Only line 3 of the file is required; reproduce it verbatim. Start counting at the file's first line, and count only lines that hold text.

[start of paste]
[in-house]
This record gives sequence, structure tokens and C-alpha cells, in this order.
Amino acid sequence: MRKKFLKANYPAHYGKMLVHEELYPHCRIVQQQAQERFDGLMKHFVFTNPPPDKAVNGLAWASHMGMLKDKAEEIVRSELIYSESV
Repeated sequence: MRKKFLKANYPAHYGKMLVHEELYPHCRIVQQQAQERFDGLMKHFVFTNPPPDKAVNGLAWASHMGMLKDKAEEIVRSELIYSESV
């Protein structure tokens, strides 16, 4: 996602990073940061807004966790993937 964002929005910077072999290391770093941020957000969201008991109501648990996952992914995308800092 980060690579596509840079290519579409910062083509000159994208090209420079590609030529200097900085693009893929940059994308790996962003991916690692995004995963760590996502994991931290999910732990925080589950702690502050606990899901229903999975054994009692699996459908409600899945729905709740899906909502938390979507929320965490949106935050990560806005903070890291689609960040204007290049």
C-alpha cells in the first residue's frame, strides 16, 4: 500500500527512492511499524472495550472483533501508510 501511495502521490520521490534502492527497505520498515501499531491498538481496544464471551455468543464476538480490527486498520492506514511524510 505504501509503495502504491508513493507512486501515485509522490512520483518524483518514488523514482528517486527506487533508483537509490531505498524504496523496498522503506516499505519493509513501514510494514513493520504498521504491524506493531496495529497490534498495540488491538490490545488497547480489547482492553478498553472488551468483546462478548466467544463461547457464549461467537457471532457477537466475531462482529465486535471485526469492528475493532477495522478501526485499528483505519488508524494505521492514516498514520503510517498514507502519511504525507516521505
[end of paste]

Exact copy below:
Amino acid sequence: MRKKFLKANYPAHYGKMLVHEELYPHCRIVQQQAQERFDGLMKHFVFTNPPPDKAVNGLAWASHMGMLKDKAEEIVRSELIYSESV